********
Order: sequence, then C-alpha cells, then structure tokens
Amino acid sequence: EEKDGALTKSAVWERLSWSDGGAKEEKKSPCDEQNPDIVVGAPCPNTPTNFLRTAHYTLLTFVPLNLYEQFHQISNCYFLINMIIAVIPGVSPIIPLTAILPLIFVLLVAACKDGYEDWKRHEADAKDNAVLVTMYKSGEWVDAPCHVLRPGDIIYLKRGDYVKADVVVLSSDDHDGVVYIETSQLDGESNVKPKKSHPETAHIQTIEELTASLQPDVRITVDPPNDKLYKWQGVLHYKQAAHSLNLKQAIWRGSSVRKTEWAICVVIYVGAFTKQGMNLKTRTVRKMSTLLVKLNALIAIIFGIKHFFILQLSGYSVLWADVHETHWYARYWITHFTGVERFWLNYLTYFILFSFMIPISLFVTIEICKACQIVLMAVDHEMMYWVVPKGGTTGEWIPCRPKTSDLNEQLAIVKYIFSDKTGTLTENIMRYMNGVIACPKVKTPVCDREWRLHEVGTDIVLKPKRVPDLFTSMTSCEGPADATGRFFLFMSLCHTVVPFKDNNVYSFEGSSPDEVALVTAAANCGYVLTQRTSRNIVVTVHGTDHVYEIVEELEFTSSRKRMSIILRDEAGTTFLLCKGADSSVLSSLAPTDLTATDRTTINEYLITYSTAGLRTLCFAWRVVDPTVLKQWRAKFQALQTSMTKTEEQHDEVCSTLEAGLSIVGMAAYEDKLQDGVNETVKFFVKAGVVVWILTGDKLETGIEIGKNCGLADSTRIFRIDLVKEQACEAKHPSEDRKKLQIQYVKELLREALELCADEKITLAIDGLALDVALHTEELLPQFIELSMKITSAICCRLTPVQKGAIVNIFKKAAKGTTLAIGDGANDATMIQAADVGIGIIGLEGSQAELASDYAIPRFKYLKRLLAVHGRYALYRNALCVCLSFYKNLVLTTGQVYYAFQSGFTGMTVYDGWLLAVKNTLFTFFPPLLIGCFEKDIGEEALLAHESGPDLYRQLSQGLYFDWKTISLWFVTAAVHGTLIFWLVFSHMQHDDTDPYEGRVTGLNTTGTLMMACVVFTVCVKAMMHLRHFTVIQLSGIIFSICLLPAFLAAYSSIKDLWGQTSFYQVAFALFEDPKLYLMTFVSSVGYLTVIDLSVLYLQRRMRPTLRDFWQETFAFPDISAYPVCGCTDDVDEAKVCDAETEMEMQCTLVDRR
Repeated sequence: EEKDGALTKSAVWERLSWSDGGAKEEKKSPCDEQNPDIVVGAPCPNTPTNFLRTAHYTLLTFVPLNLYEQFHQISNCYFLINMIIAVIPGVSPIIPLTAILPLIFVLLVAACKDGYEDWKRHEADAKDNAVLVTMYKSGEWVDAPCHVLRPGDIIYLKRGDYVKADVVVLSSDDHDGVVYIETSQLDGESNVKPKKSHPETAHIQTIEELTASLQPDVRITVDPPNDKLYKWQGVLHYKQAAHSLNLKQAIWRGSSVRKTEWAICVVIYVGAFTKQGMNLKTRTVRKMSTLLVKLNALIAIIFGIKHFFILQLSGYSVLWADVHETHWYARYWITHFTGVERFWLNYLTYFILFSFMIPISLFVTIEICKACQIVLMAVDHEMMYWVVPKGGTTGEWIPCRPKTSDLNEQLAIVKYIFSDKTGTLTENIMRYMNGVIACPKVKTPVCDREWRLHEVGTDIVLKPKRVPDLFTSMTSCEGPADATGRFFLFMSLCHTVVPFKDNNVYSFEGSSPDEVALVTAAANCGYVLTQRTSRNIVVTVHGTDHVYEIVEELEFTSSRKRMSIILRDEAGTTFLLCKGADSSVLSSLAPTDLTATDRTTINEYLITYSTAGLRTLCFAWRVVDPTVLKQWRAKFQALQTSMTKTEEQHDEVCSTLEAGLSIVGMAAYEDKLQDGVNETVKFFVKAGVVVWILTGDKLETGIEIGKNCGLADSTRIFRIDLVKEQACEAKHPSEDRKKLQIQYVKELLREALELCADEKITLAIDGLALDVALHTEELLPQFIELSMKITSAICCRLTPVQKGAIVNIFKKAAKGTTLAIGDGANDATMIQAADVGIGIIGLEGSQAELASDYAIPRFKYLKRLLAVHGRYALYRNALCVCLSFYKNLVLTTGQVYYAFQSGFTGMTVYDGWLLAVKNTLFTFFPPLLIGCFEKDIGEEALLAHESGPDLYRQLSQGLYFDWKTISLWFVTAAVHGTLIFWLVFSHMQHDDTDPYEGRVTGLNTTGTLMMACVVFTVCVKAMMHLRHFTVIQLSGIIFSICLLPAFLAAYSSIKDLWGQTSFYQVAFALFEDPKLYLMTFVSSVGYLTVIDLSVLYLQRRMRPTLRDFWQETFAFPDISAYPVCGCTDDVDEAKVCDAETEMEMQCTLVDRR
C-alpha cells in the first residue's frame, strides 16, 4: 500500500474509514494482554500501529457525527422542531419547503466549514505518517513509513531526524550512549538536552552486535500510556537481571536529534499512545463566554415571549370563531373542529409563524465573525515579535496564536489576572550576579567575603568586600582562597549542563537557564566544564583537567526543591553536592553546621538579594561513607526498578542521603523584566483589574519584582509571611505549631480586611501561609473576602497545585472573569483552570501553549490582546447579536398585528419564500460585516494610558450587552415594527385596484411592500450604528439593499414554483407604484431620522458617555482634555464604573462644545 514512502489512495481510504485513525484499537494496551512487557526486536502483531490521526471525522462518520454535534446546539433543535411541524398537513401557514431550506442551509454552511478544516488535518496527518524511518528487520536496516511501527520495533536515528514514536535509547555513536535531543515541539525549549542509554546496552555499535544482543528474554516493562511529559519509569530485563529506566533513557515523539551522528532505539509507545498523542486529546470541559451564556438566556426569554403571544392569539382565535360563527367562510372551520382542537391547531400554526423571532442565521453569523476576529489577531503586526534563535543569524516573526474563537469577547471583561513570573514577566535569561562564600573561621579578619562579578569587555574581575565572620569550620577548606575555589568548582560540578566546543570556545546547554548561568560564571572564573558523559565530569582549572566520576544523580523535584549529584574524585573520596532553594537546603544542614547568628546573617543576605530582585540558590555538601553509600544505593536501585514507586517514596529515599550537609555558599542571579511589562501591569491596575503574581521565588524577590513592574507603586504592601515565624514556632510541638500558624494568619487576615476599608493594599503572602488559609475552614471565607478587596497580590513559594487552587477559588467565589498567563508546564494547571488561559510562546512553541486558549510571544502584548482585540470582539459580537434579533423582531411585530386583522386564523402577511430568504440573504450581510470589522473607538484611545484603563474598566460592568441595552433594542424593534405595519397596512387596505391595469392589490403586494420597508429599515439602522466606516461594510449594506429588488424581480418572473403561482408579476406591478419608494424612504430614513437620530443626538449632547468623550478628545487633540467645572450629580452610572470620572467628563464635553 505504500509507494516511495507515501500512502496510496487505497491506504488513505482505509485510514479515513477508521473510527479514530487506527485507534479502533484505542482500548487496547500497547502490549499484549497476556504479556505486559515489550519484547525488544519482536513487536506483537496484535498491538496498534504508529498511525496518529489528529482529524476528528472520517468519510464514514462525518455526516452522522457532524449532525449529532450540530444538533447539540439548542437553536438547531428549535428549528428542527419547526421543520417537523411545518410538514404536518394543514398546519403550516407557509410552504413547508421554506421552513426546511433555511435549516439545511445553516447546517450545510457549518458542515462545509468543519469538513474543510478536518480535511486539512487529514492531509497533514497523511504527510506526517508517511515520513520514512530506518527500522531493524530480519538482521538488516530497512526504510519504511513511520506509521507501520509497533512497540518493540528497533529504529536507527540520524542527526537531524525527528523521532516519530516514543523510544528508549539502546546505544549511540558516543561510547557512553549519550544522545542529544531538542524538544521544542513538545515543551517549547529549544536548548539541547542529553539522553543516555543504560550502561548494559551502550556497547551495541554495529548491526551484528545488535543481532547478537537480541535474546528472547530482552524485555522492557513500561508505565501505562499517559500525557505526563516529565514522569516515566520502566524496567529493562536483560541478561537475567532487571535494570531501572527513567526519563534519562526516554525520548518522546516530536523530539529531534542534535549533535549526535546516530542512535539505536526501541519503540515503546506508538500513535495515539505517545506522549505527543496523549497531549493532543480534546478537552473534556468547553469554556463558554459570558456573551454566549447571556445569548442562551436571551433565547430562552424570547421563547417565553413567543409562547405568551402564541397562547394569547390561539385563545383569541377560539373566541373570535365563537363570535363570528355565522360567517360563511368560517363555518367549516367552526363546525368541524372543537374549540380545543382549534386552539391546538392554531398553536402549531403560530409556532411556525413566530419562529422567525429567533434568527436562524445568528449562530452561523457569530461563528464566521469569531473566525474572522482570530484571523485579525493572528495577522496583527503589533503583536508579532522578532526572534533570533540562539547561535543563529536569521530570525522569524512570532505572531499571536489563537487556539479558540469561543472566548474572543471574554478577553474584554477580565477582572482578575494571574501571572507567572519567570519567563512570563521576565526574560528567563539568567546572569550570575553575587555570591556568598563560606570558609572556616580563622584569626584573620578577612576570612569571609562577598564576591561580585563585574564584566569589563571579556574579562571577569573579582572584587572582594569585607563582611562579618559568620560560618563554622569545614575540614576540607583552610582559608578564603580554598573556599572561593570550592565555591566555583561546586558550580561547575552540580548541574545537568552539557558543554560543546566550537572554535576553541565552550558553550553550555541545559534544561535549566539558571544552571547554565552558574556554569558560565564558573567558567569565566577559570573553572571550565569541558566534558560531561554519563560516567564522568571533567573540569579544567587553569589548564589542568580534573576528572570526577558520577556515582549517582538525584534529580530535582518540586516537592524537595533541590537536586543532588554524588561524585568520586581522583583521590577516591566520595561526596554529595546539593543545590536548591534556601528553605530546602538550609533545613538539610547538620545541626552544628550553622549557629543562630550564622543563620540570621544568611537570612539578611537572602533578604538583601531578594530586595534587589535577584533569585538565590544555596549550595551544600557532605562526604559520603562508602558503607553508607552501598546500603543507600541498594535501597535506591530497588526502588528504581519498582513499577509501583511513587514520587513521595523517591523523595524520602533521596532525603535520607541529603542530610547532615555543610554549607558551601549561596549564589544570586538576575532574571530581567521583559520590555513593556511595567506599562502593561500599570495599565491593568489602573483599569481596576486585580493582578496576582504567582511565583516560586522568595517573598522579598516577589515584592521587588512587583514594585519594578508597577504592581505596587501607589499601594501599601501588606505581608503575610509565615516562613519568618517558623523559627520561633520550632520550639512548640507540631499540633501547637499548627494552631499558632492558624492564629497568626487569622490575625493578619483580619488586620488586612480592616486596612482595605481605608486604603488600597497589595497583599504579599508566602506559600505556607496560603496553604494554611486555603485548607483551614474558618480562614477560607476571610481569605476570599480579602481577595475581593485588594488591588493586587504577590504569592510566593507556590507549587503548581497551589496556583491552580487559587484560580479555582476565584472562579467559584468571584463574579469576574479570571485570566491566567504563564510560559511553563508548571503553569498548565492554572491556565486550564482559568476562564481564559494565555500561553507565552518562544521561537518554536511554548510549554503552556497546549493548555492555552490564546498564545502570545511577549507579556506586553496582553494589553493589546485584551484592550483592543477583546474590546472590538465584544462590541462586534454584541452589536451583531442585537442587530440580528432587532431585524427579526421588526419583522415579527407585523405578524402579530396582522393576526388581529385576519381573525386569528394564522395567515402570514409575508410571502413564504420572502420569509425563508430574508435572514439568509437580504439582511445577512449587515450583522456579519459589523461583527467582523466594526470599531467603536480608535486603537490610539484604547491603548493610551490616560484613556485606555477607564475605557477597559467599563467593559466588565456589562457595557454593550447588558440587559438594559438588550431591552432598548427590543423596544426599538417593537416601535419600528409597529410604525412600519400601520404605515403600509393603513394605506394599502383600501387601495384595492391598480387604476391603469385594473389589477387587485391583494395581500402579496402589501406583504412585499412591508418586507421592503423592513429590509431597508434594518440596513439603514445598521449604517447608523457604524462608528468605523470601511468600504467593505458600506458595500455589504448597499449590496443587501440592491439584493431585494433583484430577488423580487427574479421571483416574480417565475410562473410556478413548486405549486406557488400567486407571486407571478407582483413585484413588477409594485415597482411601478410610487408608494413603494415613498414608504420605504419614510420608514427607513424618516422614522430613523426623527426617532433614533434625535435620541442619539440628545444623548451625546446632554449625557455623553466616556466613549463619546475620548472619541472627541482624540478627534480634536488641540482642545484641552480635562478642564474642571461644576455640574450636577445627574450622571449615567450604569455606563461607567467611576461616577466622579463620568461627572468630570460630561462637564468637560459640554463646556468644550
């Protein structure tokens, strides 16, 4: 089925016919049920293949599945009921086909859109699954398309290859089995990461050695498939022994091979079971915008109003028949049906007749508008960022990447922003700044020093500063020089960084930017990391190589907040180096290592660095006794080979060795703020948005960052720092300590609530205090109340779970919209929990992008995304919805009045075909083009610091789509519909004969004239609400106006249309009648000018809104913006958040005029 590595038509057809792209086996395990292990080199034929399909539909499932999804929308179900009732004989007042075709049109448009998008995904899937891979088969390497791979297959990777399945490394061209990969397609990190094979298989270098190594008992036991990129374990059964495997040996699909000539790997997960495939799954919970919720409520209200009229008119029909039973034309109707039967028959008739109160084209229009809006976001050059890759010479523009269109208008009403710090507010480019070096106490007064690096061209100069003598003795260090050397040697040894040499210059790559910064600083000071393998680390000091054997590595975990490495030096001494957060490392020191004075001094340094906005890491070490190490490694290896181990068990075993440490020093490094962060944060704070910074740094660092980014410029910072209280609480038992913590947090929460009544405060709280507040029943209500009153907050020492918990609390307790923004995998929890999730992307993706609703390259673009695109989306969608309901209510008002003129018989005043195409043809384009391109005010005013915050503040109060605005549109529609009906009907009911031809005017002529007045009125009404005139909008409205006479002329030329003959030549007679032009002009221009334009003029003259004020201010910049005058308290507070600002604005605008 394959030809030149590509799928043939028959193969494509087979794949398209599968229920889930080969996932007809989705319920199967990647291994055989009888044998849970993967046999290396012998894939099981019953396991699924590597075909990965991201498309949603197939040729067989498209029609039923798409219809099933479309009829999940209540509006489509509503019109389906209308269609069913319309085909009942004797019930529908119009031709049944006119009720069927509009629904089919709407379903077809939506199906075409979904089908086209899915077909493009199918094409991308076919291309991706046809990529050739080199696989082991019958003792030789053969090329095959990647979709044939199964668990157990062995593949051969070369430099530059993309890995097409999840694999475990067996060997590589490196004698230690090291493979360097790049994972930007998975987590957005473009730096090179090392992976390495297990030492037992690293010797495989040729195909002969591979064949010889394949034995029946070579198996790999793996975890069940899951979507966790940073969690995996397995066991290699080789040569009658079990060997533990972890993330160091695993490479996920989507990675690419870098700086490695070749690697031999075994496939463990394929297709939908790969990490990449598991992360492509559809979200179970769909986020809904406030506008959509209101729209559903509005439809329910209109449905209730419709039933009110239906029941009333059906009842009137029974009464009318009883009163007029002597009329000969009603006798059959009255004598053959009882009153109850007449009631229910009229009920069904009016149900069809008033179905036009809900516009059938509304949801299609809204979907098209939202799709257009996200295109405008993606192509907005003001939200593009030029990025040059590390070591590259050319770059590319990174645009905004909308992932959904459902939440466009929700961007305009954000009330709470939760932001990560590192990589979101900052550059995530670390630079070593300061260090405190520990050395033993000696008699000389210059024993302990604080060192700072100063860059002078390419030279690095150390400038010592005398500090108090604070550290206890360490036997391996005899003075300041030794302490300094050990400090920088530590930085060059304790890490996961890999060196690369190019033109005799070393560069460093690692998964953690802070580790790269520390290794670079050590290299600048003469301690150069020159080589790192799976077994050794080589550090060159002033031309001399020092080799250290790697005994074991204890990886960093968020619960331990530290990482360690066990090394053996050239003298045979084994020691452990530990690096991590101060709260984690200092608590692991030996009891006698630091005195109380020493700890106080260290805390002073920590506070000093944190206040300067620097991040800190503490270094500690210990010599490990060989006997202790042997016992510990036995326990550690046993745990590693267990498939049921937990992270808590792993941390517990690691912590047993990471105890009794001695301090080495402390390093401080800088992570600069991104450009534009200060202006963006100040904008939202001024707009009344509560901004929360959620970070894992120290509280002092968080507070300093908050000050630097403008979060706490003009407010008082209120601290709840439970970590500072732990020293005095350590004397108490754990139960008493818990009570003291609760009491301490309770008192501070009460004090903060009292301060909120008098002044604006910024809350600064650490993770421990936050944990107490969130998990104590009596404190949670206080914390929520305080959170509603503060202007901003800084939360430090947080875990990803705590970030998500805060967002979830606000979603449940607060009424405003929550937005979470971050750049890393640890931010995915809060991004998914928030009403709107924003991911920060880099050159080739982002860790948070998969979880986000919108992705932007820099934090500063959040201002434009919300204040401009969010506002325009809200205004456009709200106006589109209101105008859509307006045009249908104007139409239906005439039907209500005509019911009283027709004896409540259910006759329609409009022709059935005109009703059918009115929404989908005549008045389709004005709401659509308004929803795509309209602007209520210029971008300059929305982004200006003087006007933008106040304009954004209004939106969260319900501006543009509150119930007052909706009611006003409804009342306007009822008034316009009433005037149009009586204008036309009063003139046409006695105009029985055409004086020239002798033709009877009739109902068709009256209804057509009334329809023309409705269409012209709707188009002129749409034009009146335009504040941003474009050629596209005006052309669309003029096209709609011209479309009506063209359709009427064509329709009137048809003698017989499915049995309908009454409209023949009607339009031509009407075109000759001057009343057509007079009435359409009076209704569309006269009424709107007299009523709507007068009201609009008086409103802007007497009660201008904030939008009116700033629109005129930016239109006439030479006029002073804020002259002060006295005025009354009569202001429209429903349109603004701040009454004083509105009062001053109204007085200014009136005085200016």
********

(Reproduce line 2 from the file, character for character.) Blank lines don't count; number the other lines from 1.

Amino acid sequence: EEKDGALTKSAVWERLSWSDGGAKEEKKSPCDEQNPDIVVGAPCPNTPTNFLRTAHYTLLTFVPLNLYEQFHQISNCYFLINMIIAVIPGVSPIIPLTAILPLIFVLLVAACKDGYEDWKRHEADAKDNAVLVTMYKSGEWVDAPCHVLRPGDIIYLKRGDYVKADVVVLSSDDHDGVVYIETSQLDGESNVKPKKSHPETAHIQTIEELTASLQPDVRITVDPPNDKLYKWQGVLHYKQAAHSLNLKQAIWRGSSVRKTEWAICVVIYVGAFTKQGMNLKTRTVRKMSTLLVKLNALIAIIFGIKHFFILQLSGYSVLWADVHETHWYARYWITHFTGVERFWLNYLTYFILFSFMIPISLFVTIEICKACQIVLMAVDHEMMYWVVPKGGTTGEWIPCRPKTSDLNEQLAIVKYIFSDKTGTLTENIMRYMNGVIACPKVKTPVCDREWRLHEVGTDIVLKPKRVPDLFTSMTSCEGPADATGRFFLFMSLCHTVVPFKDNNVYSFEGSSPDEVALVTAAANCGYVLTQRTSRNIVVTVHGTDHVYEIVEELEFTSSRKRMSIILRDEAGTTFLLCKGADSSVLSSLAPTDLTATDRTTINEYLITYSTAGLRTLCFAWRVVDPTVLKQWRAKFQALQTSMTKTEEQHDEVCSTLEAGLSIVGMAAYEDKLQDGVNETVKFFVKAGVVVWILTGDKLETGIEIGKNCGLADSTRIFRIDLVKEQACEAKHPSEDRKKLQIQYVKELLREALELCADEKITLAIDGLALDVALHTEELLPQFIELSMKITSAICCRLTPVQKGAIVNIFKKAAKGTTLAIGDGANDATMIQAADVGIGIIGLEGSQAELASDYAIPRFKYLKRLLAVHGRYALYRNALCVCLSFYKNLVLTTGQVYYAFQSGFTGMTVYDGWLLAVKNTLFTFFPPLLIGCFEKDIGEEALLAHESGPDLYRQLSQGLYFDWKTISLWFVTAAVHGTLIFWLVFSHMQHDDTDPYEGRVTGLNTTGTLMMACVVFTVCVKAMMHLRHFTVIQLSGIIFSICLLPAFLAAYSSIKDLWGQTSFYQVAFALFEDPKLYLMTFVSSVGYLTVIDLSVLYLQRRMRPTLRDFWQETFAFPDISAYPVCGCTDDVDEAKVCDAETEMEMQCTLVDRR